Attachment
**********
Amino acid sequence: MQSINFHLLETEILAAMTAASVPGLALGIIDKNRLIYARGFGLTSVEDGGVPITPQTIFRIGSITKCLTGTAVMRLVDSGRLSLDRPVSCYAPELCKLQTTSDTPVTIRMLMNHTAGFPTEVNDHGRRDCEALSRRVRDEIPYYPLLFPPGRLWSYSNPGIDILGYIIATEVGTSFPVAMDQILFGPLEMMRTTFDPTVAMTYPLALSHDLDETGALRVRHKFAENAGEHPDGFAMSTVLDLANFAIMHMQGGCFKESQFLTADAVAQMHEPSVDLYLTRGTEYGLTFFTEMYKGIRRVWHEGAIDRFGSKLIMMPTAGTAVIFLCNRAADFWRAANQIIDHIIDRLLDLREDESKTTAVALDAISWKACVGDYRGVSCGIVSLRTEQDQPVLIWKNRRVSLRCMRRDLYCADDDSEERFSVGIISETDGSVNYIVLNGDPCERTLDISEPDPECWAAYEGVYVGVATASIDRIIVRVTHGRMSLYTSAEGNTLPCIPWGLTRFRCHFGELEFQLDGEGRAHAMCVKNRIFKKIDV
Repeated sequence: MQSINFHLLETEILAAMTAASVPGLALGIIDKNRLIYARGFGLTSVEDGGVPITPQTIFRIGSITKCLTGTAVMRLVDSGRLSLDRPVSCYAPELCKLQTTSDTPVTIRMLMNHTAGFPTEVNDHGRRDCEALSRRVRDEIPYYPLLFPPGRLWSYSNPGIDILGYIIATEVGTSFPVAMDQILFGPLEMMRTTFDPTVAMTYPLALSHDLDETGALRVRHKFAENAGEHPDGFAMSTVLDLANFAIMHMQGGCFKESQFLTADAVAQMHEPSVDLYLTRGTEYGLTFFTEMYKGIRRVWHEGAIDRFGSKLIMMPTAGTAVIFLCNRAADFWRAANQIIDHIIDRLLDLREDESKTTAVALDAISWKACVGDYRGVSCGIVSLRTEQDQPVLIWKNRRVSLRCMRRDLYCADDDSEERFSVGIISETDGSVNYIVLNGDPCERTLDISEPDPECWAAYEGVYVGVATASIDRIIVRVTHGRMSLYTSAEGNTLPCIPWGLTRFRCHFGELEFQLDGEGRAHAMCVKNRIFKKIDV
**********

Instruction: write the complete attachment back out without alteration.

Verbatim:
Amino acid sequence: MQSINFHLLETEILAAMTAASVPGLALGIIDKNRLIYARGFGLTSVEDGGVPITPQTIFRIGSITKCLTGTAVMRLVDSGRLSLDRPVSCYAPELCKLQTTSDTPVTIRMLMNHTAGFPTEVNDHGRRDCEALSRRVRDEIPYYPLLFPPGRLWSYSNPGIDILGYIIATEVGTSFPVAMDQILFGPLEMMRTTFDPTVAMTYPLALSHDLDETGALRVRHKFAENAGEHPDGFAMSTVLDLANFAIMHMQGGCFKESQFLTADAVAQMHEPSVDLYLTRGTEYGLTFFTEMYKGIRRVWHEGAIDRFGSKLIMMPTAGTAVIFLCNRAADFWRAANQIIDHIIDRLLDLREDESKTTAVALDAISWKACVGDYRGVSCGIVSLRTEQDQPVLIWKNRRVSLRCMRRDLYCADDDSEERFSVGIISETDGSVNYIVLNGDPCERTLDISEPDPECWAAYEGVYVGVATASIDRIIVRVTHGRMSLYTSAEGNTLPCIPWGLTRFRCHFGELEFQLDGEGRAHAMCVKNRIFKKIDV
Repeated sequence: MQSINFHLLETEILAAMTAASVPGLALGIIDKNRLIYARGFGLTSVEDGGVPITPQTIFRIGSITKCLTGTAVMRLVDSGRLSLDRPVSCYAPELCKLQTTSDTPVTIRMLMNHTAGFPTEVNDHGRRDCEALSRRVRDEIPYYPLLFPPGRLWSYSNPGIDILGYIIATEVGTSFPVAMDQILFGPLEMMRTTFDPTVAMTYPLALSHDLDETGALRVRHKFAENAGEHPDGFAMSTVLDLANFAIMHMQGGCFKESQFLTADAVAQMHEPSVDLYLTRGTEYGLTFFTEMYKGIRRVWHEGAIDRFGSKLIMMPTAGTAVIFLCNRAADFWRAANQIIDHIIDRLLDLREDESKTTAVALDAISWKACVGDYRGVSCGIVSLRTEQDQPVLIWKNRRVSLRCMRRDLYCADDDSEERFSVGIISETDGSVNYIVLNGDPCERTLDISEPDPECWAAYEGVYVGVATASIDRIIVRVTHGRMSLYTSAEGNTLPCIPWGLTRFRCHFGELEFQLDGEGRAHAMCVKNRIFKKIDV